We do not agree with the decision to re-distribute seats after Brexit. The EP loses a massive opportunity to reduce its membership to 678 Members. A smaller European Parliament would be more efficient and reducing the budget would be greatly appreciated by our citizens. Moreover, the authors of the report, contrary to the previous EP resolutions, did not present the objective criteria for the new distribution, and therefore the allocation of seats is arbitrary.

The ECR also opposes the calls for the future creation of a transnational list. Transnational MEPs, whom would be beyond traditional electoral boundaries, will only serve to make citizens feel even more distant from the EU. It is naive to assume it will increase accountability and participation in European elections when it will unfortunately do the exact opposite.


INFORMATION ON ADOPTION IN COMMITTEE RESPONSIBLE

Date adopted

23.1.2018

 

 

 

Result of final vote

+:

–:

0:

20

4

1

Members present for the final vote

Michał Boni, Mercedes Bresso, Elmar Brok, Fabio Massimo Castaldo, Pascal Durand, Esteban González Pons, Danuta Maria Hübner, Diane James, Ramón Jáuregui Atondo, Alain Lamassoure, Jo Leinen, Morten Messerschmidt, Maite Pagazaurtundúa Ruiz, Markus Pieper, Paulo Rangel, Helmut Scholz, György Schöpflin, Pedro Silva Pereira, Barbara Spinelli, Claudia Țapardel, Josep-Maria Terricabras, Kazimierz Michał Ujazdowski, Guy Verhofstadt

Substitutes present for the final vote

Max Andersson, Pervenche Berès, Roberto Gualtieri, Sylvia-Yvonne Kaufmann, Jérôme Lavrilleux, Georg Mayer, Rainer Wieland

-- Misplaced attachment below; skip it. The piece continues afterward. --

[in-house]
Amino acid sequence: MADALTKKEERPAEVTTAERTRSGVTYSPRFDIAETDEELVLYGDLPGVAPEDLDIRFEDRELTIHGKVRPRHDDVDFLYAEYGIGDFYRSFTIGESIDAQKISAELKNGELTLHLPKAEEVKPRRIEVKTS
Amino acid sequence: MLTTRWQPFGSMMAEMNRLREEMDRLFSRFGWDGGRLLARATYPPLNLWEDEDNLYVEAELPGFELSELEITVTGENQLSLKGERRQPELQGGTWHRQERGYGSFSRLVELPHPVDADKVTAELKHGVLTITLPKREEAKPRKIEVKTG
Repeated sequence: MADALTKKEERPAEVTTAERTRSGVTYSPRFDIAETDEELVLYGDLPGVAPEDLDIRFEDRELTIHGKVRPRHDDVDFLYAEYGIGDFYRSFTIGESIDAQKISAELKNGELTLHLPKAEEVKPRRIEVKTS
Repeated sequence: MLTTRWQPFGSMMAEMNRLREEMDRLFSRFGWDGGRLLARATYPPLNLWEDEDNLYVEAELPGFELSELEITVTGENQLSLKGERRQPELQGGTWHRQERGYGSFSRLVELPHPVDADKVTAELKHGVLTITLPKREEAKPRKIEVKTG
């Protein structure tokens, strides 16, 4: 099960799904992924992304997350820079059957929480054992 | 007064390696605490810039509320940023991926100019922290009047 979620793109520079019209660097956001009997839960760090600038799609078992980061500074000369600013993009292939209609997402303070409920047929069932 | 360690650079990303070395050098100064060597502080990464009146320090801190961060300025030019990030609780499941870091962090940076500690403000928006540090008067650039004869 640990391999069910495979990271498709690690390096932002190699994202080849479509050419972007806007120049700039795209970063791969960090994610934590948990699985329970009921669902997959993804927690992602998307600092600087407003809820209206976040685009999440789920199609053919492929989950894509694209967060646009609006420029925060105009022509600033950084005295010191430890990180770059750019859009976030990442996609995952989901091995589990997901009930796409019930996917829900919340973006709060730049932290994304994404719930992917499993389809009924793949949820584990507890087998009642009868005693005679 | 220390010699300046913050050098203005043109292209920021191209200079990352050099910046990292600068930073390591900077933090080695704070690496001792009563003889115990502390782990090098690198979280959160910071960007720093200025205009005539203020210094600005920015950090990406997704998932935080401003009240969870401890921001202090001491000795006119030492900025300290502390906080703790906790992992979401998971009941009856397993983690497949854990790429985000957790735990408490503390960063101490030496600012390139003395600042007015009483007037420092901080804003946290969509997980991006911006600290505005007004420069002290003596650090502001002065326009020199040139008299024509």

FINAL VOTE BY ROLL CALL IN COMMITTEE RESPONSIBLE I

on the draft Proposal for a decision of the European Council establishing the composition of the European Parliament

21

+

ALDE

Maite Pagazaurtundúa Ruiz, Guy Verhofstadt

EFDD

Fabio Massimo Castaldo

GUE/NGL

Helmut Scholz, Barbara Spinelli

PPE

Michał Boni, Elmar Brok, Esteban González Pons, Danuta Maria Hübner, Alain Lamassoure, Markus Pieper, Paulo Rangel, György Schöpflin

S&D

Pervenche Berès, Mercedes Bresso, Ramón Jáuregui Atondo, Jo Leinen, Claudia Țapardel, Pedro Silva Pereira

VERTS/ALE

Pascal Durand, Josep-Maria Terricabras

4

-

ECR

Morten Messerschmidt, Kazimierz Michał Ujazdowski

ENF

Georg Mayer

NI

Diane James

0

0

 

 

Key to symbols:

+  :  in favour

-  :  against

0  :  abstention


FINAL VOTE BY ROLL CALL IN COMMITTEE RESPONSIBLE II

on the draft Motion for a European Parliament Resolution

20

+

ALDE

Maite Pagazaurtundúa Ruiz, Guy Verhofstadt

EFDD

Fabio Massimo Castaldo

GUE/NGL

Helmut Scholz, Barbara Spinelli

PPE

Michał Boni, Elmar Brok, Esteban González Pons, Danuta Maria Hübner, Alain Lamassoure, Paulo Rangel, György Schöpflin

S&D

Pervenche Berès, Mercedes Bresso, Ramón Jáuregui Atondo, Jo Leinen, Claudia Țapardel, Pedro Silva Pereira

VERTS/ALE

Pascal Durand, Josep-Maria Terricabras

4

-

ECR

Morten Messerschmidt, Kazimierz Michał Ujazdowski

ENF

Georg Mayer

NI

Diane James

1

0

PPE

Markus Pieper

Key to symbols:

+  :  in favour

-  :  against

0  :  abstention

Last updated: 26 January 2018Legal notice